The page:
Articles by Paul Scott
Roughly 25 percent of the global population needs glasses, but lacks access. The problem isn't cost: Affordable glasses are readily available in emerging markets. What's lacking are trained eye care specialists. The social startup PlenOptika is tackling that issue with a device called the QuickSee: a binocular-sized autorefractor that non-specialists can use to scan a patient’s eyes and produce an eyeglass prescription within seconds. Paul Scott, director of engineering for ASME, discusses the innovation, and the challenges and rewards of running a social hardware startup.
There are few resources to help “frugal technologies” and their makers succeed. That’s the problem that ISHOW, the American Society of Mechanical Engineers' innovation showcase, tries to solve. The competition draws on ASME’s network of engineers, industrial designers, product specialists and diligence and standards experts, as well as venture capitalists and business specialists, all of whom are keen to see hardware innovation achieve a new level of positive impact.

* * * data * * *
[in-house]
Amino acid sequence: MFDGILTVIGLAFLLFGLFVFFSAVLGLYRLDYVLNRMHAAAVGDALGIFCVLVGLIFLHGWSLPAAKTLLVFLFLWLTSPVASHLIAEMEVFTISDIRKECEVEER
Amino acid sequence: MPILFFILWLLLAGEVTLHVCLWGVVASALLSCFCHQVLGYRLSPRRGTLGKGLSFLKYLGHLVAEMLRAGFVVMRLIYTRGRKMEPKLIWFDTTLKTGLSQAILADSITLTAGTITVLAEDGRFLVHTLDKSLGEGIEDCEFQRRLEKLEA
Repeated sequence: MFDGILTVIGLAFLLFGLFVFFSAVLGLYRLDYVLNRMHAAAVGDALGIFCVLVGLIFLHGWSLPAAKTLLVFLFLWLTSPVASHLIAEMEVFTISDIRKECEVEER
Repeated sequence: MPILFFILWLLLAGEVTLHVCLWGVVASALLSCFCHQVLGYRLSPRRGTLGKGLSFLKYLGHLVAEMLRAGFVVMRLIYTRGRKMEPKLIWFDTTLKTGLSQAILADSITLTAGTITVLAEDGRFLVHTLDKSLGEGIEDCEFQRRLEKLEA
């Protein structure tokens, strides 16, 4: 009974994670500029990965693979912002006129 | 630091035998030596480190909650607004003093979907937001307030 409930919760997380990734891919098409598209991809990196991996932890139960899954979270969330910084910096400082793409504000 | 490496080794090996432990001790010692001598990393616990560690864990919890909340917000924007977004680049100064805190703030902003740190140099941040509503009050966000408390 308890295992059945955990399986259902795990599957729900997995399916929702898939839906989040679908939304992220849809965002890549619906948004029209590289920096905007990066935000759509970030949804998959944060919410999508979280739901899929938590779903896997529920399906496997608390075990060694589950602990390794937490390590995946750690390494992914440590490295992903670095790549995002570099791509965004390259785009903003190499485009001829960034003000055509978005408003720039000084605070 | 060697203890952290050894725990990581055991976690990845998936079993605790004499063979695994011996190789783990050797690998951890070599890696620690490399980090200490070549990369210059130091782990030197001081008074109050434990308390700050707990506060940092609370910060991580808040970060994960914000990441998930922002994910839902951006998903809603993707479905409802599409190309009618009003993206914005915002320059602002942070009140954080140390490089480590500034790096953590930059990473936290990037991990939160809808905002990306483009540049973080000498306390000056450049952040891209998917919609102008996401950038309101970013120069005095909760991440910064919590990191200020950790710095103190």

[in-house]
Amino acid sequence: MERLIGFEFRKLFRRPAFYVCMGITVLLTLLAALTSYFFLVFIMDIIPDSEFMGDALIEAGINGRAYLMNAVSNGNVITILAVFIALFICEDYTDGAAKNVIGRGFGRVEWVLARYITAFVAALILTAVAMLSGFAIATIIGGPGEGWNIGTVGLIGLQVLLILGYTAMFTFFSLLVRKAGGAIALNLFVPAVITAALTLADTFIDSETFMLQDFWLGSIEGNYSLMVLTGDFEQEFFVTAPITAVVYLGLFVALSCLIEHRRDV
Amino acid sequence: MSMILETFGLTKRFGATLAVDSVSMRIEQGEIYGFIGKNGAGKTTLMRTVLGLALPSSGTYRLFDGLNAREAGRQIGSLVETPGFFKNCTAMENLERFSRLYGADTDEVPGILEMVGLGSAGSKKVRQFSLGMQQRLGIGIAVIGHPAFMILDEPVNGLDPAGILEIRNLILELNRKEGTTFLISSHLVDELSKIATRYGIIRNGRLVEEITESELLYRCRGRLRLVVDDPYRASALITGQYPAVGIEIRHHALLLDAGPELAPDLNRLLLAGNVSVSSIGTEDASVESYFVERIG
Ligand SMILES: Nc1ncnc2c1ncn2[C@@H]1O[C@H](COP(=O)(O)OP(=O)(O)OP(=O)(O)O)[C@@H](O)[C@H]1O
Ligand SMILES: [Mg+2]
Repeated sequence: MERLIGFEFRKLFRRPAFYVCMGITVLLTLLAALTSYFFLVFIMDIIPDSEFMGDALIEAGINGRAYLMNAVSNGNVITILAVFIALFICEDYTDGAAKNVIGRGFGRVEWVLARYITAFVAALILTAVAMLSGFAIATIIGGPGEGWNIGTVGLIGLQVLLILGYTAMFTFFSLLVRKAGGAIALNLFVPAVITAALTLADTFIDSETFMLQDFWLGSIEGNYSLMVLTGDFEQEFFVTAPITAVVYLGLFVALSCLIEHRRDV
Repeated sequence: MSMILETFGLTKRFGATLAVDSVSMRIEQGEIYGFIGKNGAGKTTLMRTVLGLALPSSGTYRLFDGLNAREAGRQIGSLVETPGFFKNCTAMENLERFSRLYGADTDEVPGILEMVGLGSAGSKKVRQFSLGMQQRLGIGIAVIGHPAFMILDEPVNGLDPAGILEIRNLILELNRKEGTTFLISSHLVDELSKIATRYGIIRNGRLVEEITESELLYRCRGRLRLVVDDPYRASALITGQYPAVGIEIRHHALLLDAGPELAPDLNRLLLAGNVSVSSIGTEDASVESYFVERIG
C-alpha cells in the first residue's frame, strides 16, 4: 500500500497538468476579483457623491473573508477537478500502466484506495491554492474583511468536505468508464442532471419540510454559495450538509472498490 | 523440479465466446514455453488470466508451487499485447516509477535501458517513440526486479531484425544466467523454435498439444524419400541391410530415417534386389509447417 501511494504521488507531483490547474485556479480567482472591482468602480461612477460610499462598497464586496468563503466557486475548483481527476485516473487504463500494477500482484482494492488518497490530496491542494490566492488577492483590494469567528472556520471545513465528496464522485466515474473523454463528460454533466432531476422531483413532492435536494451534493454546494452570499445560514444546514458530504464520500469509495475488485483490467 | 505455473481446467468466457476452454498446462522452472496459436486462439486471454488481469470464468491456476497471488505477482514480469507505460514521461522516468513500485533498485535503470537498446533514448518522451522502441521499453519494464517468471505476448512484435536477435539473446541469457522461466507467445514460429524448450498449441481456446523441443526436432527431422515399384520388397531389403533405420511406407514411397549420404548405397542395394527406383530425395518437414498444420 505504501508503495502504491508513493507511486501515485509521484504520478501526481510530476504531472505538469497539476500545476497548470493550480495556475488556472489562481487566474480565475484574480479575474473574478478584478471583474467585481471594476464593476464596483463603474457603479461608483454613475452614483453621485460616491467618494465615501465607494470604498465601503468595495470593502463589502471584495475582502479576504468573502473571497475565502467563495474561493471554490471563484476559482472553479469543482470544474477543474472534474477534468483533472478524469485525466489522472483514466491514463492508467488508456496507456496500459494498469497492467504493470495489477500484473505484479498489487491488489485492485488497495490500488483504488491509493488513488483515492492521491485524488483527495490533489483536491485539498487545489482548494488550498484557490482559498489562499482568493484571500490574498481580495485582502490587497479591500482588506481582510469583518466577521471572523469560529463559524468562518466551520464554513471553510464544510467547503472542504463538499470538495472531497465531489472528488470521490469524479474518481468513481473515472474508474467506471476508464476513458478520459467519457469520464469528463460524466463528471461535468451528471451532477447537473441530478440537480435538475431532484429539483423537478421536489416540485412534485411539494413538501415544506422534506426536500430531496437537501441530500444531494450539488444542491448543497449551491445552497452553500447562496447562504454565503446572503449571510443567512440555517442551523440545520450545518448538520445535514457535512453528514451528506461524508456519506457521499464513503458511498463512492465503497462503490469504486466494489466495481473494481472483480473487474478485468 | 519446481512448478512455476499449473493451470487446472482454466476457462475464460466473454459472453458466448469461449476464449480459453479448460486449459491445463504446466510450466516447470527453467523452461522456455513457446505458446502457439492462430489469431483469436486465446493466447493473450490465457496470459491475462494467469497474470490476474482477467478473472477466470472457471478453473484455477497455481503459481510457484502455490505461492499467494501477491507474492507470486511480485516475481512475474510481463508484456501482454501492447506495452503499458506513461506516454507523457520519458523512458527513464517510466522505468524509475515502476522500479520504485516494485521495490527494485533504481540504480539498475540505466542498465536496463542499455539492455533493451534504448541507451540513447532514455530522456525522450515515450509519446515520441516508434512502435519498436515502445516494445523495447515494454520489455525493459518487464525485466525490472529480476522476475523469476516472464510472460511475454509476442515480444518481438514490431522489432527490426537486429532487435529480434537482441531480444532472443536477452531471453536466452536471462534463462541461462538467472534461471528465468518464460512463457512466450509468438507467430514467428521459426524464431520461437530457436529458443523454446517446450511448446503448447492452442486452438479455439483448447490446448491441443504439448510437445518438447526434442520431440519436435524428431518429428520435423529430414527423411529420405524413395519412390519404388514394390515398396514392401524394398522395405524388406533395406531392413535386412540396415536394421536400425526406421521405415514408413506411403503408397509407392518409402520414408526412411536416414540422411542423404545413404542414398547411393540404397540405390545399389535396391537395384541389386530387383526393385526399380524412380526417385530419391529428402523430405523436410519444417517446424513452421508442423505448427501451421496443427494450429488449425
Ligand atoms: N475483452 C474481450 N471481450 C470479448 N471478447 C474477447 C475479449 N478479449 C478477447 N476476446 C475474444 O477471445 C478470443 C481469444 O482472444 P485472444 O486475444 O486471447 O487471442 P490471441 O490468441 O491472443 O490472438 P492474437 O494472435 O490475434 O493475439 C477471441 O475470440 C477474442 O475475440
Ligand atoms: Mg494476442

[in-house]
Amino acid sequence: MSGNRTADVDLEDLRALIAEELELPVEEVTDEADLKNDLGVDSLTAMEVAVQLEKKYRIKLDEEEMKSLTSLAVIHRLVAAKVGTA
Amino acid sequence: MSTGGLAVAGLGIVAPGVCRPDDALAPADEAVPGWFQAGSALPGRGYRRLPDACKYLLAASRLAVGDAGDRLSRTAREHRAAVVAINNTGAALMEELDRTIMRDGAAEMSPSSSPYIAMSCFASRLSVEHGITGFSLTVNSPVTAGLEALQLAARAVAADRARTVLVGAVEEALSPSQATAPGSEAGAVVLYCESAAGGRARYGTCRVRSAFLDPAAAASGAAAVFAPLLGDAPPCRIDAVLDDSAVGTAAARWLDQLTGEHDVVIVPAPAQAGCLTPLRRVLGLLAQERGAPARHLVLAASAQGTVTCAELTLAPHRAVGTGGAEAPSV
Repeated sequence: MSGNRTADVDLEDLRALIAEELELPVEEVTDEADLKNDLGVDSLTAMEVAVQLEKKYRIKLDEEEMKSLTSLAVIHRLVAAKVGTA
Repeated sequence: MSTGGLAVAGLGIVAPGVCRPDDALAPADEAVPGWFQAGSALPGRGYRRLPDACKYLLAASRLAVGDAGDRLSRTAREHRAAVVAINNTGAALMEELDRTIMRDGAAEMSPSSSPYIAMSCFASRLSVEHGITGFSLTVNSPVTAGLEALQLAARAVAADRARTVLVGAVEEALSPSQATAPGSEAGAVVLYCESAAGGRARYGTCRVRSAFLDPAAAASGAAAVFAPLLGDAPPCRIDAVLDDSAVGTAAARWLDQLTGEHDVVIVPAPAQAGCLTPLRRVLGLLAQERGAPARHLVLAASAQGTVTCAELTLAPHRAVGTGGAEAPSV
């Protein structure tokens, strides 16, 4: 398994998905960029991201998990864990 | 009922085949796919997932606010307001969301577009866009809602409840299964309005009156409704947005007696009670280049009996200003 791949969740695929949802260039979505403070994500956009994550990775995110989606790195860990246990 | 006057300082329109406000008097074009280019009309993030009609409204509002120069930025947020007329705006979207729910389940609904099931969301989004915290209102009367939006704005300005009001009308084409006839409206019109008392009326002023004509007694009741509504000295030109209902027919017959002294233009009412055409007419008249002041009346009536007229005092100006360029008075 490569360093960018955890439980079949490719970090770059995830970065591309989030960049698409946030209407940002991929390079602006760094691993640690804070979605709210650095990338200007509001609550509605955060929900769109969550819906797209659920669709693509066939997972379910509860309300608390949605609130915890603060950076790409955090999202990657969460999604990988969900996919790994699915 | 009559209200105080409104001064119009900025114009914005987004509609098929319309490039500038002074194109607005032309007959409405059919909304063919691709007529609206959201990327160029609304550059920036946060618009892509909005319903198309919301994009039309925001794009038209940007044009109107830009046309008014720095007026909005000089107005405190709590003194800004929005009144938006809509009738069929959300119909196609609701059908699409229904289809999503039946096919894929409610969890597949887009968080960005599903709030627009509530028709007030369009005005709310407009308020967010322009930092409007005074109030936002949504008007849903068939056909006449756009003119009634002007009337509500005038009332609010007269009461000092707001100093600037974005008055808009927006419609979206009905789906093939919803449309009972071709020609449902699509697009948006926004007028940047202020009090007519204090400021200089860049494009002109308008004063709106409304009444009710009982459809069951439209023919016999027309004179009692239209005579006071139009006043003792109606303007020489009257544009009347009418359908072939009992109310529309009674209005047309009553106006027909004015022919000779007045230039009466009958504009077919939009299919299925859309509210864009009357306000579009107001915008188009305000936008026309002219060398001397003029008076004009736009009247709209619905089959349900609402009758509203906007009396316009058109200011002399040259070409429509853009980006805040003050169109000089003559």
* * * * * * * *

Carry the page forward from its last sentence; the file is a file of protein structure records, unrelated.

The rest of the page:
There's nothing fast or easy about hardware innovation. Hardware is, well, hard. But a growing number of stakeholders in the development space see the importance of hardware-led social ventures and the impact they make in emerging markets, and they'll be especially interested in ASME's upcoming Innovation Showcase, a competition with events in in India, Kenya and the United States.